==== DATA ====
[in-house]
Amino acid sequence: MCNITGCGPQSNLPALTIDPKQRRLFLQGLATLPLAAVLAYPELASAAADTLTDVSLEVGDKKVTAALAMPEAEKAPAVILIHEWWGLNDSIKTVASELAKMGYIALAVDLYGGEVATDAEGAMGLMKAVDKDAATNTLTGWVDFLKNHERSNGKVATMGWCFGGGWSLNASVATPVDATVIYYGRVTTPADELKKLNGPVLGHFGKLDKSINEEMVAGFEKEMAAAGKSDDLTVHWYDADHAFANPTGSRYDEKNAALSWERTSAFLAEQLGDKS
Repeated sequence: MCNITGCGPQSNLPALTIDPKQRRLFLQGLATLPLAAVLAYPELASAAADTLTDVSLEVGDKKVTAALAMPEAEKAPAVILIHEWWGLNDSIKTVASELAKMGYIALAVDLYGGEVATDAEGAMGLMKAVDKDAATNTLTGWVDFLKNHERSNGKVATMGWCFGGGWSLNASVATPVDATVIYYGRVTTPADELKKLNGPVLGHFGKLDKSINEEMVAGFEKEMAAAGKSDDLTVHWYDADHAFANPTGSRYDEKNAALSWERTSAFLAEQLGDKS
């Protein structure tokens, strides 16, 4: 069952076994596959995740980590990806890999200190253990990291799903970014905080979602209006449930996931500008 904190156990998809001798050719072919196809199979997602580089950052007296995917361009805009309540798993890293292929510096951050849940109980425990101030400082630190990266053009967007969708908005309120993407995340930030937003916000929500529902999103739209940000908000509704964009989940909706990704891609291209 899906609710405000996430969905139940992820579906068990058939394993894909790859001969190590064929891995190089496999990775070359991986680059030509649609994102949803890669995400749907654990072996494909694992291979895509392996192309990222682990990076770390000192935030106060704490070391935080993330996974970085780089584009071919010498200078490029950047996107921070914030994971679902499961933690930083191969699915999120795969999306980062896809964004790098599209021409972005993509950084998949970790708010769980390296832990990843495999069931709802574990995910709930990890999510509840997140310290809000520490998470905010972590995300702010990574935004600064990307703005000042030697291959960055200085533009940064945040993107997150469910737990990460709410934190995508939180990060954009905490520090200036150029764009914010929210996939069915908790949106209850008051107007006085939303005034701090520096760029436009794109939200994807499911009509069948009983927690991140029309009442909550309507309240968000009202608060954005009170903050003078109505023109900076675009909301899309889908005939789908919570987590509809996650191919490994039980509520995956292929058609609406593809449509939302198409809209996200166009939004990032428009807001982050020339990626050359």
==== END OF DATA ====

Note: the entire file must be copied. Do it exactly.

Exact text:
[in-house]
Amino acid sequence: MCNITGCGPQSNLPALTIDPKQRRLFLQGLATLPLAAVLAYPELASAAADTLTDVSLEVGDKKVTAALAMPEAEKAPAVILIHEWWGLNDSIKTVASELAKMGYIALAVDLYGGEVATDAEGAMGLMKAVDKDAATNTLTGWVDFLKNHERSNGKVATMGWCFGGGWSLNASVATPVDATVIYYGRVTTPADELKKLNGPVLGHFGKLDKSINEEMVAGFEKEMAAAGKSDDLTVHWYDADHAFANPTGSRYDEKNAALSWERTSAFLAEQLGDKS
Repeated sequence: MCNITGCGPQSNLPALTIDPKQRRLFLQGLATLPLAAVLAYPELASAAADTLTDVSLEVGDKKVTAALAMPEAEKAPAVILIHEWWGLNDSIKTVASELAKMGYIALAVDLYGGEVATDAEGAMGLMKAVDKDAATNTLTGWVDFLKNHERSNGKVATMGWCFGGGWSLNASVATPVDATVIYYGRVTTPADELKKLNGPVLGHFGKLDKSINEEMVAGFEKEMAAAGKSDDLTVHWYDADHAFANPTGSRYDEKNAALSWERTSAFLAEQLGDKS
């Protein structure tokens, strides 16, 4: 069952076994596959995740980590990806890999200190253990990291799903970014905080979602209006449930996931500008 904190156990998809001798050719072919196809199979997602580089950052007296995917361009805009309540798993890293292929510096951050849940109980425990101030400082630190990266053009967007969708908005309120993407995340930030937003916000929500529902999103739209940000908000509704964009989940909706990704891609291209 899906609710405000996430969905139940992820579906068990058939394993894909790859001969190590064929891995190089496999990775070359991986680059030509649609994102949803890669995400749907654990072996494909694992291979895509392996192309990222682990990076770390000192935030106060704490070391935080993330996974970085780089584009071919010498200078490029950047996107921070914030994971679902499961933690930083191969699915999120795969999306980062896809964004790098599209021409972005993509950084998949970790708010769980390296832990990843495999069931709802574990995910709930990890999510509840997140310290809000520490998470905010972590995300702010990574935004600064990307703005000042030697291959960055200085533009940064945040993107997150469910737990990460709410934190995508939180990060954009905490520090200036150029764009914010929210996939069915908790949106209850008051107007006085939303005034701090520096760029436009794109939200994807499911009509069948009983927690991140029309009442909550309507309240968000009202608060954005009170903050003078109505023109900076675009909301899309889908005939789908919570987590509809996650191919490994039980509520995956292929058609609406593809449509939302198409809209996200166009939004990032428009807001982050020339990626050359």